Housing First: Ending Homelessness, Transforming Systems, and Changing Lives
Deborah K. Padgett, Benjamin F. Henwood, & Sam J. Tsemberis
228 pages, Oxford University Press, 2016
Few social problems have appeared to be as intractable as contemporary homelessness. Seattle and Los Angeles each recently declared a “state of emergency” after a noticeable escalation of homelessness in the past year. In New York City, a sudden resurgence of street homelessness has prompted almost daily local headlines. Polls show the issue is back atop the public’s agenda. At the same time, news accounts across the United States have heralded certain cities’ and states’ successes in battling homelessness. Houston, New Orleans, Philadelphia, Phoenix, Salt Lake City, and the state of Virginia, for example, each have declared that they have effectively ended homelessness among veterans.
How can we make sense of these competing narratives? Homelessness researchers Deborah Padgett, Benjamin Henwood, and Sam Tsemberis offer an answer. Their new book, Housing First, examines the reasons that the eponymous Housing First movement has succeeded dramatically in battling homelessness when traditional, top-down efforts have failed. In doing so, the book offers broader lessons about the risk that institutions built around addressing social problems may lose sight of their core missions behind the ideologies and vested interests of the professionals involved.
The social services sector has long been plagued by bad service, low professional morale, and a lack of impact. Aware of these complaints, governments tend to give meager funding to social programs, and, tragically, professionals in the sector accept that the down-and-out citizens they serve deserve the second-class services they receive. Service systems are often uninformed by research, tone-deaf to their clients, and utterly lacking in innovation.
Housing First has upended this state of affairs. The movement began in the early 1990s, when staff members at a New York homelessness program led by Sam Tsemberis decided to step back from their work and listen to the people whom they were unsuccessful in getting off the streets. They learned that these people preferred the dignity and autonomy of living on the streets to the subjugation of living in shelters. They preferred the freedom to avoid medication, doctors, and sobriety to the mandated services prescribed by the homeless services system. Most of all, they wanted places to live like everyone else—not in facilities set aside for people like them, with rules and overseers, but in regular apartments, places of their own where they could lock their doors and experience privacy.
This was a radical revelation in the top-down social services sector, where treatment professionals usually assume they know best. Traditionally, the sector’s paternalistic prerequisites for housing have deterred many homeless people: “The climb was too steep, the journey too long, or the difficulty level too high,” the authors write. “Repeatedly trying and failing discouraged many, and they eventually stopped trying, remained homeless, and withdrew into hopelessness.”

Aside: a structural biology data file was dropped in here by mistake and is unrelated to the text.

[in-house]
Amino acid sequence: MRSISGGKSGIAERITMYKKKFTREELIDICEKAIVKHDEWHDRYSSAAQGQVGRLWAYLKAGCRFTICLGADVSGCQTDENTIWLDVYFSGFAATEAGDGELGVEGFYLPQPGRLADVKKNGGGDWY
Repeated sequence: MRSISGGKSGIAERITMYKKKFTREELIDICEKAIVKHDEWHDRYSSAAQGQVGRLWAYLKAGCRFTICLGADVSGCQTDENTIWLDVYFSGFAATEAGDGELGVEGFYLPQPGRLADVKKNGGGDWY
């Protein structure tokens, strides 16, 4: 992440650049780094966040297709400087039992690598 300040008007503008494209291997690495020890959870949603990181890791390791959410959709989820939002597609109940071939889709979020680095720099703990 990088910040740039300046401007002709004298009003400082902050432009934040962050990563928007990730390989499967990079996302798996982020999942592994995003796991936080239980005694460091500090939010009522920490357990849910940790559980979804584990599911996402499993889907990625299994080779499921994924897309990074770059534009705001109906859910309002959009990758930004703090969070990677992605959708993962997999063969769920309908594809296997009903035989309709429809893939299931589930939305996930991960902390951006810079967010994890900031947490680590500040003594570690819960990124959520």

Tsemberis and his team, on the other hand, gave their homeless clients exactly what they asked for: regular lodgings in standard apartment buildings, without preconditions for substance-abuse treatment or sobriety, and rental subsidies to make the units affordable. The only condition was that tenants let a team led by a peer mentor check on them once a week. Housing First enlisted newly housed tenants to serve as mentors and as members of the committee overseeing the program.
To people outside the homelessness services sector, the idea that housing is the solution to homelessness may appear obvious. Employing randomized controlled trials to prove it may seem like testing whether food would be an appropriate treatment for starvation. Nevertheless, the performance of the Housing First model in several randomized controlled trials has shocked skeptics: 85 percent to 90 percent of people placed in housing remained housed two years later. Research showed high levels of effectiveness in city after city across North America, Europe, and Australia. Several studies, moreover, found that the intervention’s costs were off-set by reduced use of emergency rooms, jails, hospitals, detox centers, and shelters. The US government has now established Housing First as official policy. At the US Department of Veterans Affairs, it has led to a remarkable decline in homeless veterans.
These victories have forced the established “homelessness industry” to re-examine its own approaches. I have made Housing First required reading in a graduate-level class this semester in the hope that it will encourage students to consider how well-meaning professionals (as they are training to become) must collaborate with the people they serve to create responsive and inclusive social programs.
In its critique of entrenched practices, Housing First perhaps offers less a program model than an anti-model. Its guiding principles are essentially exhortations that providers should treat people who are homeless as they themselves would want to be treated. In this way, Housing First points the way for a new, ground-up approach to alleviating poverty and other forms of disadvantage, with insights that appeal to disruptors, progressives, idealists, pragmatists, and even compassionate conservatives. As communities struggle with a resurgence in homelessness, they can look to this book for guidance.